Anthropologists who have lost their senses write ethnographies that are often disconnected from the worlds they seek to portray. For most anthropologists, Stoller contends, tasteless theories are more important than the savory sauces of ethnographic life. That they have lost the smells, sounds, and tastes of the places they study is unfortunate for them, for their subjects, and for the discipline itself.
The Taste of Ethnographic Things describes how, through long-term participation in the lives of the Songhay of Niger, Stoller eventually came to his senses. Taken together, the separate chapters speak to two important and integrated issues. The first is methodological—all the chapters demonstrate the rewards of long-term study of a culture. The second issue is how he became truer to the Songhay through increased sensual awareness.
The Taste of Ethnographic Things. Eye, Mind, and Word in Anthropology. "Gazing" at the Space of Songhay Politics. Signs in the Social Order: Riding a Songhay Bush Taxi. Son of Rouch: Songhay Visions of the Other. Sound in Songhay Possession. Sound in Songhay Sorcery. The Reconstruction of Ethnography. Detours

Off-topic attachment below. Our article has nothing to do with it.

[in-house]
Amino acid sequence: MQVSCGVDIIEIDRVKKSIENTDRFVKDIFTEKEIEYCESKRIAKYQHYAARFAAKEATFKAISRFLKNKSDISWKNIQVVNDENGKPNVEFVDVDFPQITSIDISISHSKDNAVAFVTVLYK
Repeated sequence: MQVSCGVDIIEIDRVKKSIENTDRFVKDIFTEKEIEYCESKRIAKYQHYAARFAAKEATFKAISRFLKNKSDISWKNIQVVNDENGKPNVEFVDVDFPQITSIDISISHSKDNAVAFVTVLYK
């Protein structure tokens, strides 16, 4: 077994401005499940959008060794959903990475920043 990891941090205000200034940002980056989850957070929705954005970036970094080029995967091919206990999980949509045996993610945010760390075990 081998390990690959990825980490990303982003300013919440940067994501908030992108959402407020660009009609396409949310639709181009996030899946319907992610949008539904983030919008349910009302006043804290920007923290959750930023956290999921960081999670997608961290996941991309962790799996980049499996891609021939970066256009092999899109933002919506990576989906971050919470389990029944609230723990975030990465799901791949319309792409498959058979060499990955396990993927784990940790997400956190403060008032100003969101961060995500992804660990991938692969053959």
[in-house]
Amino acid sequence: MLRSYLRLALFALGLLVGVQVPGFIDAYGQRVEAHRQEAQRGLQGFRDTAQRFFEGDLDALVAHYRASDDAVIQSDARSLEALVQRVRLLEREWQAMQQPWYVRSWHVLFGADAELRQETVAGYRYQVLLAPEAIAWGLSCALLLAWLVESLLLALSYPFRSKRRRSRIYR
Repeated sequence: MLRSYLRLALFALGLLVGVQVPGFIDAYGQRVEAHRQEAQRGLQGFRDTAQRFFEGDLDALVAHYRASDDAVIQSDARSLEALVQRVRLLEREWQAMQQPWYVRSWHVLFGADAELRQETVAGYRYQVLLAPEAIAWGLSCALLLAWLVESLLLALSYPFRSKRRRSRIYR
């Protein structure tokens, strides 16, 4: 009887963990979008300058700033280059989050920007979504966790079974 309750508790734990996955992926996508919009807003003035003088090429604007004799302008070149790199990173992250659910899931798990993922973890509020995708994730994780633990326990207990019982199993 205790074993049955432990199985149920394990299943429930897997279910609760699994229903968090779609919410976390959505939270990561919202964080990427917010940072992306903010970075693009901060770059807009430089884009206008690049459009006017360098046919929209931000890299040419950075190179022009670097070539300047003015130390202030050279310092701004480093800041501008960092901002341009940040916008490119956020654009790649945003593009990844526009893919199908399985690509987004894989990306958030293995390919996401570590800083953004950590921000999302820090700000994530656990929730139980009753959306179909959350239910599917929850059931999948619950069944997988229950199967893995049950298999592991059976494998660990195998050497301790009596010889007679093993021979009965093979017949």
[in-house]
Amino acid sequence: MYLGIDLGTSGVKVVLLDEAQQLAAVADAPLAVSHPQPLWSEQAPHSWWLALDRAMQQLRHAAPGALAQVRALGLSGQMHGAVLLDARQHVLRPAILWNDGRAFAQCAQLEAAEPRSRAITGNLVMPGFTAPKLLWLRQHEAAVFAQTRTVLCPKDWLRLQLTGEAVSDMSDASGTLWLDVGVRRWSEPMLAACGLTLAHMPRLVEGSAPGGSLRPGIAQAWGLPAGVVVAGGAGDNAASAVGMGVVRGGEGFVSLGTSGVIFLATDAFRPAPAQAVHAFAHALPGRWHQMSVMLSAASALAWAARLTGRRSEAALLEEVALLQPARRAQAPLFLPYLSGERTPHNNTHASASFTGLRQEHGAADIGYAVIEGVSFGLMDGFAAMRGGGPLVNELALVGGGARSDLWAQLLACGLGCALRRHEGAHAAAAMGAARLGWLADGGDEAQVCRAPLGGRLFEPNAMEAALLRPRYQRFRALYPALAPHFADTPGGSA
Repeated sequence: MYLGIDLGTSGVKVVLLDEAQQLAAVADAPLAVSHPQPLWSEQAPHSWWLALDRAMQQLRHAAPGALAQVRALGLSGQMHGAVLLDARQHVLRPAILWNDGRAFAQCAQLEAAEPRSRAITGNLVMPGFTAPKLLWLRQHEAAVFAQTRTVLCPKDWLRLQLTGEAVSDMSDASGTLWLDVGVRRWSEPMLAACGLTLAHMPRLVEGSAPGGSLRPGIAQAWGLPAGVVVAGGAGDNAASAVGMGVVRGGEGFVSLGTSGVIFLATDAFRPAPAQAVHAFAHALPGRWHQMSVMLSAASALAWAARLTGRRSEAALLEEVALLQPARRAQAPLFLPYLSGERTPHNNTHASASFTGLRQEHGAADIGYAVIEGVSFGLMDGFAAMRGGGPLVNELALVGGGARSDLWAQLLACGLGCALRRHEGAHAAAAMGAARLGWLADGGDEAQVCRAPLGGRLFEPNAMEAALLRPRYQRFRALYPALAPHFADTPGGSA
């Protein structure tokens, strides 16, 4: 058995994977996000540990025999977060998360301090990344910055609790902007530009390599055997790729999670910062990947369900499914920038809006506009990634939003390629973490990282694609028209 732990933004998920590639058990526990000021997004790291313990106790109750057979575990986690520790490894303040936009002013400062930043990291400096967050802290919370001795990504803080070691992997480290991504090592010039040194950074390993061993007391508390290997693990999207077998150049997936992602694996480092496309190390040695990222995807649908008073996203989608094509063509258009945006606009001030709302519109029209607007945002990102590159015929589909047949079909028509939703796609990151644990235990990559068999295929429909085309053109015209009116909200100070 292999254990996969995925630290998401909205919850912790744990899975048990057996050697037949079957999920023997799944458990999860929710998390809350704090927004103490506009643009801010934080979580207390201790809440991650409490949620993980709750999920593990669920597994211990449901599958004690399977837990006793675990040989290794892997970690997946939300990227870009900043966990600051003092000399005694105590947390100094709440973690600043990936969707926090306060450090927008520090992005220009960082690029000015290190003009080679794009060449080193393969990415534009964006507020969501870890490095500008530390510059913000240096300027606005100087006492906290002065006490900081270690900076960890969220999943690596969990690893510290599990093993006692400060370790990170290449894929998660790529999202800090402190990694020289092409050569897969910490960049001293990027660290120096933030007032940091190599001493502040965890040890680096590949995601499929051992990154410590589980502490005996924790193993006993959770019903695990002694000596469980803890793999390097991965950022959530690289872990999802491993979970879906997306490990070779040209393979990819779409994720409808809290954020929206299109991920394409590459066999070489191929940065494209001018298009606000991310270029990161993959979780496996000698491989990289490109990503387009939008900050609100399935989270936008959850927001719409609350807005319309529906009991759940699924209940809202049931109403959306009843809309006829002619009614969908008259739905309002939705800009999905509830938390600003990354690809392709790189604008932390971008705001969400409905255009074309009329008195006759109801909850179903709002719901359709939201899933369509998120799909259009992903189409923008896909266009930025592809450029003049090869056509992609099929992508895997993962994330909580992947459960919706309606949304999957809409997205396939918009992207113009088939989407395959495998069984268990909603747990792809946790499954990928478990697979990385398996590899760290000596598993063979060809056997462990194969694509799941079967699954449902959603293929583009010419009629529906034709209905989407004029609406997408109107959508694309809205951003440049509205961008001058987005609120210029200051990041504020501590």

"An ingeniously constructed springboard for a criticism of anthropology."—African Studies Review
"This book is one of the most interesting and useful recent instances of anthropology at the crossroads. . . . [Stoller] fluidly articulates the central tension in the discipline today."—Man
"The author succeeds in being provocative, making claims that are contrary to conventional anthropological wisdom or have long been incorporated as basic tenants, but which are questioned afresh"—Anthropology and Humanism
"This tantalising exploration of the anthropologist's relation to the Other provides a refreshing, optimistic and creative outlook on the perennial dilemma of ethnographic representation. Based on more than seven years' fieldwork amongst the Songhay of Niger, Stoller concocts an anecdotal mIlEe of sights, sounds and smells that flavour the natives' inner world. His exegesis is a masterly example of concision and ingenuity, narrating both mundane and extraordinary incidents that occurred during his initiation as a Songhay sorcerer—An eminently digestible recipe of Songhay socialization, peppered with provocative musings on the anthropological endeavour."—Journal of the Anthropological Society of Oxford